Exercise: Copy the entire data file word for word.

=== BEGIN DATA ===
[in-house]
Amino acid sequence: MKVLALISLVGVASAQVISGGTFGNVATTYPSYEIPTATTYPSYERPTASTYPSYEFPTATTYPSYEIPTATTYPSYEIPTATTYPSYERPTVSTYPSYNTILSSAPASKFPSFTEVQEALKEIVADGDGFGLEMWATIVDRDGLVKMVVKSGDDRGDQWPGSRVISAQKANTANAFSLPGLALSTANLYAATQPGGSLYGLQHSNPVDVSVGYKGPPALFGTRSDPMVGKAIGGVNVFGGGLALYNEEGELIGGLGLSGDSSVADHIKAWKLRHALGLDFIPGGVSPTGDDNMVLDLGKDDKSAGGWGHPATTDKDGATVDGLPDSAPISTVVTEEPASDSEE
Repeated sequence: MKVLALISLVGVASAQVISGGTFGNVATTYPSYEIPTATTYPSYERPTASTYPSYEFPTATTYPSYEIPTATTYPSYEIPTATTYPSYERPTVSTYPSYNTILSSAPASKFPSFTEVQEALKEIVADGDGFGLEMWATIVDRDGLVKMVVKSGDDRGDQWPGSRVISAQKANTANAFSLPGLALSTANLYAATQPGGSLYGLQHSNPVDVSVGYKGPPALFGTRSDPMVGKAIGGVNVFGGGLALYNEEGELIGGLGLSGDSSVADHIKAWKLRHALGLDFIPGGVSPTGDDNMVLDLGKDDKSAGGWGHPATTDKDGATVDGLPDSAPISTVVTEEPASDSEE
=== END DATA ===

[in-house]
Amino acid sequence: MKVLALISLVGVASAQVISGGTFGNVATTYPSYEIPTATTYPSYERPTASTYPSYEFPTATTYPSYEIPTATTYPSYEIPTATTYPSYERPTVSTYPSYNTILSSAPASKFPSFTEVQEALKEIVADGDGFGLEMWATIVDRDGLVKMVVKSGDDRGDQWPGSRVISAQKANTANAFSLPGLALSTANLYAATQPGGSLYGLQHSNPVDVSVGYKGPPALFGTRSDPMVGKAIGGVNVFGGGLALYNEEGELIGGLGLSGDSSVADHIKAWKLRHALGLDFIPGGVSPTGDDNMVLDLGKDDKSAGGWGHPATTDKDGATVDGLPDSAPISTVVTEEPASDSEE
Repeated sequence: MKVLALISLVGVASAQVISGGTFGNVATTYPSYEIPTATTYPSYERPTASTYPSYEFPTATTYPSYEIPTATTYPSYEIPTATTYPSYERPTVSTYPSYNTILSSAPASKFPSFTEVQEALKEIVADGDGFGLEMWATIVDRDGLVKMVVKSGDDRGDQWPGSRVISAQKANTANAFSLPGLALSTANLYAATQPGGSLYGLQHSNPVDVSVGYKGPPALFGTRSDPMVGKAIGGVNVFGGGLALYNEEGELIGGLGLSGDSSVADHIKAWKLRHALGLDFIPGGVSPTGDDNMVLDLGKDDKSAGGWGHPATTDKDGATVDGLPDSAPISTVVTEEPASDSEE